Parts of the book are told from the third person perspective of BZ, but it is mainly told from the first person through his journals. He was one of my favorite characters from The Snow Queen as he had a great many traits that made him real and easy to relate to – he was loyal and strongly believed in duty but he was also rather arrogant and set in the way of thinking ingrained into him by his own culture. I really enjoyed learning more about his past and motivations. There were some humorous parts, such as when BZ did not make a great first impression with the man in charge at the Office of Permits by misinterpreting his name as “Moron.” A lot of it was also angsty and introspective, but there’s just something about the way Joan D. Vinge writes BZ that is so poignant. She tells us so much about BZ, his family and his society just when he is reminiscing about his departure from his brothers and whey he had to search for them:

SB caught HK’s arm and pulled him toward the open door, glancing back once, to spit at me, “Gedda.” And after that I didn’t hear from them again. I told myself good riddance.

But instead of forgetting about them, I’ve followed them into World’s End. I can’t believe I’ve done this…the thought of just spending a night in this squalid town is enough to make any reasonable person take the next shuttle back to civilization. And it’s not as if they went off for a holiday week and forgot the time. They disappeared, into an uncharted wilderness! They were totally unprepared for what they did – neither one of them ever attempted anything more dangerous before this than spending all day in the baths. If the wasteland didn’t kill them, the human animals who inhabit it probably did, and picked their bones for good measure. Am I really going out there to let the same thing happen to me–?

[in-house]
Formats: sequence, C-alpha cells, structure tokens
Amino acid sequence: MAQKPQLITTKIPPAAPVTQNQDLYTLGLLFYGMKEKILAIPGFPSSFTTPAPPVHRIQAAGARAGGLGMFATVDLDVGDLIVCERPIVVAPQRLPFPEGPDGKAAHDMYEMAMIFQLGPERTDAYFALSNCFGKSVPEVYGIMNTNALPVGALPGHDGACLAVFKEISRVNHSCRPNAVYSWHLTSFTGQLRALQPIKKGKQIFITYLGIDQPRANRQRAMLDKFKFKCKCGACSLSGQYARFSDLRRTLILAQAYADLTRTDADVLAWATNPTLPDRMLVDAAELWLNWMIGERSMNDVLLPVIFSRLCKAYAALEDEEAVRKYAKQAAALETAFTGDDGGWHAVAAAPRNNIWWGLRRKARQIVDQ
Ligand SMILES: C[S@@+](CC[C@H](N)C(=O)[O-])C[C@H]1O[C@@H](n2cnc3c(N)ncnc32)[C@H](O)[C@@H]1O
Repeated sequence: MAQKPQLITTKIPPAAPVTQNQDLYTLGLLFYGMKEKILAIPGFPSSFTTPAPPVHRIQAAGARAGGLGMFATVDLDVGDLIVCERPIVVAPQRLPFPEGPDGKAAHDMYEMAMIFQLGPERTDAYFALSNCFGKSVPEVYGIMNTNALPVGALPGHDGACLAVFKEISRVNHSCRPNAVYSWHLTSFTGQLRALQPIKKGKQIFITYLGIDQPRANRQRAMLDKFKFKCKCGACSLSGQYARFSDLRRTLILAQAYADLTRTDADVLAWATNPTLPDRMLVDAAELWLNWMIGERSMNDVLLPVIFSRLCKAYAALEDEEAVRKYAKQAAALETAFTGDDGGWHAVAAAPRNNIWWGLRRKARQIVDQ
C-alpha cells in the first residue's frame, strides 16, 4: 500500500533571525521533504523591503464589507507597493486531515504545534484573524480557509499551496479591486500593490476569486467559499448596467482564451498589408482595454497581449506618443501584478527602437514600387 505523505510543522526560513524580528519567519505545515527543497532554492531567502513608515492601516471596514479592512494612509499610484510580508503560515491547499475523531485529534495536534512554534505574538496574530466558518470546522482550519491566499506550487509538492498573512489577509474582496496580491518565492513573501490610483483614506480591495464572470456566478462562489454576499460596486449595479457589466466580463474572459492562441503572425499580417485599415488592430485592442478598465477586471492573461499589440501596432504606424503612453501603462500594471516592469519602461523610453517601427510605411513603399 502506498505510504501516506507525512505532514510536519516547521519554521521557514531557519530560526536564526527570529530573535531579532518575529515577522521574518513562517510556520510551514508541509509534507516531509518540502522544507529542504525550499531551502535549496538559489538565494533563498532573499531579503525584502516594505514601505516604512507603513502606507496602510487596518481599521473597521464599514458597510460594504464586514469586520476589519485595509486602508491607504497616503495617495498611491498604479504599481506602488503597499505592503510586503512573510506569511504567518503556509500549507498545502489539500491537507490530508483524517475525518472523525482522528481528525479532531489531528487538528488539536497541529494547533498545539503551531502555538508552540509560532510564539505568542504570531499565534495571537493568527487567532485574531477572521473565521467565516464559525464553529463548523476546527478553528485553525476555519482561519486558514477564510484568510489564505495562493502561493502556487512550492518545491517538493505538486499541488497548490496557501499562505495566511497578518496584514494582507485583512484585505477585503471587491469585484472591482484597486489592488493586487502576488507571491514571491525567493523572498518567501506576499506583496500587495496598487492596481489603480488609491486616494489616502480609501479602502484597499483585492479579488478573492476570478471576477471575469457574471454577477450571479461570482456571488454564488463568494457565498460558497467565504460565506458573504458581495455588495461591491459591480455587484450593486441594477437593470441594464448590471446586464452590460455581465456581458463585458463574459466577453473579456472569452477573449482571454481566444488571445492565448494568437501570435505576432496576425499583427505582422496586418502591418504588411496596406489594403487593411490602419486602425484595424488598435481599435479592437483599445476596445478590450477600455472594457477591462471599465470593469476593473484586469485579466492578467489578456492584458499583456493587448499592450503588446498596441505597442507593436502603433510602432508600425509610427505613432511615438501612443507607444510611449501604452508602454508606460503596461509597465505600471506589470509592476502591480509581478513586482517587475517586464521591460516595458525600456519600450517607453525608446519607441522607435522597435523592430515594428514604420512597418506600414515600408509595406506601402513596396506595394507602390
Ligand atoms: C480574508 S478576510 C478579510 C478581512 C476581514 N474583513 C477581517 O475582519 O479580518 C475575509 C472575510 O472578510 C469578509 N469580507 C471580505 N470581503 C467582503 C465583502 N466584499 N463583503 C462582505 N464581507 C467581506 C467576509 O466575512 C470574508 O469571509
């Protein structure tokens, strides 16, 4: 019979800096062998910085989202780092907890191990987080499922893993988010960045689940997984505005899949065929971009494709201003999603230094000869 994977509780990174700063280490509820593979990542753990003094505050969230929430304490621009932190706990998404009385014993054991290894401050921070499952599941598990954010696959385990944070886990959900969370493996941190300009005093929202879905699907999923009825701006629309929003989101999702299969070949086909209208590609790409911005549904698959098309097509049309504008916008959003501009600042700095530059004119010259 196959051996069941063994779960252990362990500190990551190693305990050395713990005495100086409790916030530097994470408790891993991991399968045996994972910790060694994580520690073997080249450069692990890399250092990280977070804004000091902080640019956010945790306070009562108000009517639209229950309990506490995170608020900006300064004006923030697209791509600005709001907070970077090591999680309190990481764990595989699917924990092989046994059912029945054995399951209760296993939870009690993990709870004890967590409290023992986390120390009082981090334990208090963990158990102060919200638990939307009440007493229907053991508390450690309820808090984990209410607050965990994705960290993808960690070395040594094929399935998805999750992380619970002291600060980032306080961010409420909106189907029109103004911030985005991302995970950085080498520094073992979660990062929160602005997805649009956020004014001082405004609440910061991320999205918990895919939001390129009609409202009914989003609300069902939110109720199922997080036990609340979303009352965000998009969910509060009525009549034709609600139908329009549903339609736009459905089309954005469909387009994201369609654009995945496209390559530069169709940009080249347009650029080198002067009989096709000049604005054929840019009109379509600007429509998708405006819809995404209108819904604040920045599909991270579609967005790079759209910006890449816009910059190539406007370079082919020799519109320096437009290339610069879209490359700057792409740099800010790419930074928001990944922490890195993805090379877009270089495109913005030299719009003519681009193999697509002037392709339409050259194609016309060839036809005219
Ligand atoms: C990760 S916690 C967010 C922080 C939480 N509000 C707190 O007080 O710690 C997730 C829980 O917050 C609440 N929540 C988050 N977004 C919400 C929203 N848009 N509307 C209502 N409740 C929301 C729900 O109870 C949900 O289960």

When I was a boy, my nurse told me stories of the Child Stealer, who stole highborn babies and replaced them with cretinous Unclassifieds. For years I was sure that’s what must have happened to HK and SB… They chose their fate and if World’s End swallowed them without a trace, they got what they deserved. They left no one and nothing behind, except me…left me with nothing but memories.

But since they’re gone, I’m head of the family now…a title as hollow as it is unexpected. And they are still my brothers. That makes it my duty to search for them; my responsibility to all our ancestors — who will be my ancestors forever, whatever strangers violate my family’s honor and claim my blood as their own. But still, if it weren’t for Father, for what I owe to him…

If it weren’t for me, none of this would have happened. (pp. 11 – 12)

In spite of the fact that his brothers despise him and have no one to blame for their problems but themselves, BZ has to try to help them. It’s his duty as a Gundhalinu, his father’s son but ultimately as someone who can’t help but feel he could have prevented it all.

The outcome of BZ’s voyage to World’s End, his discovery and the possibilities resulting from this are also very interesting, but I’ll say no more to avoid spoiling the end.

I would highly recommend this for fans of The Snow Queen who are interested in reading more about BZ. Joan D. Vinge is becoming a must-read author, and I’m really looking forward to finding out what happens next in The Summer Queen.

My Rating: 8/10

Where I got my reading copy: I bought it.